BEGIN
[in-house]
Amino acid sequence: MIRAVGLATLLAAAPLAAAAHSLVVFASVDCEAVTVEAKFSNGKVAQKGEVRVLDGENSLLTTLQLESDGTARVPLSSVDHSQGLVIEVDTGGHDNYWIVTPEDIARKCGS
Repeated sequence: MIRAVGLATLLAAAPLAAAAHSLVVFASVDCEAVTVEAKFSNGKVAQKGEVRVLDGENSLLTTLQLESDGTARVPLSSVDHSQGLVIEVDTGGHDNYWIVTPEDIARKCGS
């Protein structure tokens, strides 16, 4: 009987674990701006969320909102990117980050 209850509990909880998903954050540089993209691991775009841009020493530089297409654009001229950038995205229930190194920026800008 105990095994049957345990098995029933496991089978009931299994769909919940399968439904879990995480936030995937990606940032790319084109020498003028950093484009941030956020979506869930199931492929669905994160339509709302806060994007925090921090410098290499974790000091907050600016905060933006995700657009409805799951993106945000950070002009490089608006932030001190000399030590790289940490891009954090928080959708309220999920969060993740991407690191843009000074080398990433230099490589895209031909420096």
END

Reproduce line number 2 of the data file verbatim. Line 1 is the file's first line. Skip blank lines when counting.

Amino acid sequence: MIRAVGLATLLAAAPLAAAAHSLVVFASVDCEAVTVEAKFSNGKVAQKGEVRVLDGENSLLTTLQLESDGTARVPLSSVDHSQGLVIEVDTGGHDNYWIVTPEDIARKCGS